Wednesday, 26 February 2014

Intersectionality and Postmodern Feminism

We left the last post having worked through the basic conceptualisation of intersectionality. If you can't be bothered to trudge through its thousand or so words, simply put it is the appreciation of how different oppressions rooted in ostensibly discrete sets of violent (symbolically and physically) social relations can intersect and condition the lives of whole groups of people. Furthermore, activists involved in social struggles have to be conscious of and fight against the replication of oppression within discourses and movements committed to liberation. For example, feminism has to be alive to the possible marginalisation of black and minority ethnicity women, disabled women, and so on within the women's movement.

There are some issues with this, not least the pathological forms of identity politics that have become indistinguishable from intersectionality in the eyes of many participants and observers of the relevant debates. What strikes me, however, is how none of these debates are nothing new. Historical debates within feminism since the 60s were characterised by the "classical" distinctions between liberal, socialist and radical feminisms which, in the 80s and 90s, were followed by critiques attacking unconscious 'race', class, cis-gendered, and heteronormative biases, and a valorisation of doubly/triply etc. oppressed experiences of womanhood, are visited and revisited by today's 'third wave' feminism. This is less a 'second time as farce' repetition, even if the chosen venues for such arguments are Facebook and Twitter feeds, and more a cycle reflecting the persistence (or the perception of persistence) of really existing issues.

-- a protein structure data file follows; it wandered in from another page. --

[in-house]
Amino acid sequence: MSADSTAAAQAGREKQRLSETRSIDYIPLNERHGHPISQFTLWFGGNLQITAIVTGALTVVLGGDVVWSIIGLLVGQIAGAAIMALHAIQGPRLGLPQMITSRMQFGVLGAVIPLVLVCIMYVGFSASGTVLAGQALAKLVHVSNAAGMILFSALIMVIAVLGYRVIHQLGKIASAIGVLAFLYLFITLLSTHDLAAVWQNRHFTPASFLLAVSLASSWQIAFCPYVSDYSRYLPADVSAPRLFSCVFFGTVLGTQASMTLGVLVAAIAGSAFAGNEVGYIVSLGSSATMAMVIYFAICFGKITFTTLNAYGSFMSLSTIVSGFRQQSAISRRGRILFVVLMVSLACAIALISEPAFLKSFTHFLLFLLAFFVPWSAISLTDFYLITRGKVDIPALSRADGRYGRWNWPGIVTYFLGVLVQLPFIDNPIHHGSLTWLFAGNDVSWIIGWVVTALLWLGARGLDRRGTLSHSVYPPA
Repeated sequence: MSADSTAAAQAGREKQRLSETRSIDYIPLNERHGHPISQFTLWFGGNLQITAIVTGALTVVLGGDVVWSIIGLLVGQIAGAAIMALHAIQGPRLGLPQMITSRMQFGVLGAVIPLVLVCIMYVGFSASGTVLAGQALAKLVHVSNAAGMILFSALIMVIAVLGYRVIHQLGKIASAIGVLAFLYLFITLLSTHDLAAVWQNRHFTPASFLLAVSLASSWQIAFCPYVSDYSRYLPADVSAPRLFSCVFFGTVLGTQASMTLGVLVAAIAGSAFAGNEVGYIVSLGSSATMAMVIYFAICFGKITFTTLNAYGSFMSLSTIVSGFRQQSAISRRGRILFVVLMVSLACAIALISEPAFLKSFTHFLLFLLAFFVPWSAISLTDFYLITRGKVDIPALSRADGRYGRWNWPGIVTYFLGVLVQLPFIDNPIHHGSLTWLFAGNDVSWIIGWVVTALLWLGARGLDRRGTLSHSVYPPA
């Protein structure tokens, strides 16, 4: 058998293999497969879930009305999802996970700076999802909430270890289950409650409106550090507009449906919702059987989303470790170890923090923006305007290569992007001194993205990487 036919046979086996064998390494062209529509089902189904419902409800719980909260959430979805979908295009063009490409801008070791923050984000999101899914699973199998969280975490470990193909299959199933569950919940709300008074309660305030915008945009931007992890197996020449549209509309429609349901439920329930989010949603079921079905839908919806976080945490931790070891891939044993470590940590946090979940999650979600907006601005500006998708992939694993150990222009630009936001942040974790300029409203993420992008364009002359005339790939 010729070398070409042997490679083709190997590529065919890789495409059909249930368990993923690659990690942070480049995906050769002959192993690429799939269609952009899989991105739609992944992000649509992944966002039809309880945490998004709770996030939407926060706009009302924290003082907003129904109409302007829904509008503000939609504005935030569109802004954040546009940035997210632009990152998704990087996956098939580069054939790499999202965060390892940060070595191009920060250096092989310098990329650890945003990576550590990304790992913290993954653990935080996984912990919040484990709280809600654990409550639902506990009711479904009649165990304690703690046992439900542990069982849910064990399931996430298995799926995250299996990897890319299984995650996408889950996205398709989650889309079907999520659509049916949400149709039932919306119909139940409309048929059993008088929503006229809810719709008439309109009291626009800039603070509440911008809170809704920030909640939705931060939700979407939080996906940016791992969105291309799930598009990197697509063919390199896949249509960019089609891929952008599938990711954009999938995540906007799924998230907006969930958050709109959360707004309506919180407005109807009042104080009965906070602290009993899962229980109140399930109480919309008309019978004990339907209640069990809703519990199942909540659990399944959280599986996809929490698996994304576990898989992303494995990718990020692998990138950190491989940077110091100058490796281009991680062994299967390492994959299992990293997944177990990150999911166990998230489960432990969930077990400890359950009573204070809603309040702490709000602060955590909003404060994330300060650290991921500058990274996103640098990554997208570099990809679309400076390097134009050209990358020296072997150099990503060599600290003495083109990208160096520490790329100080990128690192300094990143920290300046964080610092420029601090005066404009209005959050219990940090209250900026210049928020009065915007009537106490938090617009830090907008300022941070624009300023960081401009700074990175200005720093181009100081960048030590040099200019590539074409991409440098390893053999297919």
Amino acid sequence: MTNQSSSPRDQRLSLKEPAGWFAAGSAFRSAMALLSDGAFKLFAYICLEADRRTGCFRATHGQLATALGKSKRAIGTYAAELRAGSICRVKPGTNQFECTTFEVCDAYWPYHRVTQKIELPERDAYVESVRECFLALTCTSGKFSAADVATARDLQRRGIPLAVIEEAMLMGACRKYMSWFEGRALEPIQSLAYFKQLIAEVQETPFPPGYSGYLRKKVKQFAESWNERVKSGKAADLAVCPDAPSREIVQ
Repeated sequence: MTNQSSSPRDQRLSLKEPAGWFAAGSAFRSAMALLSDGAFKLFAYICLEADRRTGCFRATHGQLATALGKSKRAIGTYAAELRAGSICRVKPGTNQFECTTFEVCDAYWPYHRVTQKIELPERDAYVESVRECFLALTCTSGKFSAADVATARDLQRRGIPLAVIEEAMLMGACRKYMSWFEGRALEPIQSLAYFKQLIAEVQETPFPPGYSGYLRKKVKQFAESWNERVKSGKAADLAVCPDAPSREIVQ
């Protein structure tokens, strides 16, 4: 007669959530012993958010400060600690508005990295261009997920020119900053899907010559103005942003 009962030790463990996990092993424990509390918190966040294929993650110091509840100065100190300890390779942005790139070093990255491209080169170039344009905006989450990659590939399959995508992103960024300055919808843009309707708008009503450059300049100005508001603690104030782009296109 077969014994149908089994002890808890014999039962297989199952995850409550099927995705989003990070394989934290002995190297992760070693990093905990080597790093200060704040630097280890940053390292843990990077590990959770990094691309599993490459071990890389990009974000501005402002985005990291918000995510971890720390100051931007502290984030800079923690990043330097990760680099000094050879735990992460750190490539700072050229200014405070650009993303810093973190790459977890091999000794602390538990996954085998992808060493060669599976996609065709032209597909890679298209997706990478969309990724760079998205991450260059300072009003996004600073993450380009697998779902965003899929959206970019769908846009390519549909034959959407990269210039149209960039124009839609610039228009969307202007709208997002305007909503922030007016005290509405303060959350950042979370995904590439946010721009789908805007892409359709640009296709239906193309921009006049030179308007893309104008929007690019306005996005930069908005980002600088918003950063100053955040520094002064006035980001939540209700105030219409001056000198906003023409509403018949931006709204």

Without getting into the debates themselves, over the course of the last year my Twitter feed has been lit up by the refusal of a group of radical feminists to admit transwomen access to their events, of apologies for not checking one's privilege, and accusations that powerful white women in the mainstream commentariat use their position to exclude BME women. Go back to 1992 and you would find the same complaints reported in academic overviews of the then burgeoning postmodern feminist scene. The more things change, the more they stay the same.

It's important to grasp the tacit theoretical agreements underpinning the disputes in postmodern feminism to have a handle on what's going on today. Contrary to contemporary crude renderings of postmodernism, these were very much concerned with the materially-lived existences of women bearing the marks of multiple oppressions. They were not about denying the possibility of developing sociological knowledge or activist-oriented theory, just sceptical towards what Lyotard called metanarratives. That is overly-simplistic catch-all theories that claim to explain everything, such as neoliberalism, or the Duplo Marxism common to most Trot groups. This is a scepticism that is well-justified considering at best the experience of women, let alone gay women, black women, etc. were dismissed as distractions or, at worst, people-categories to be manipulated and/or scapegoated and/or oppressed.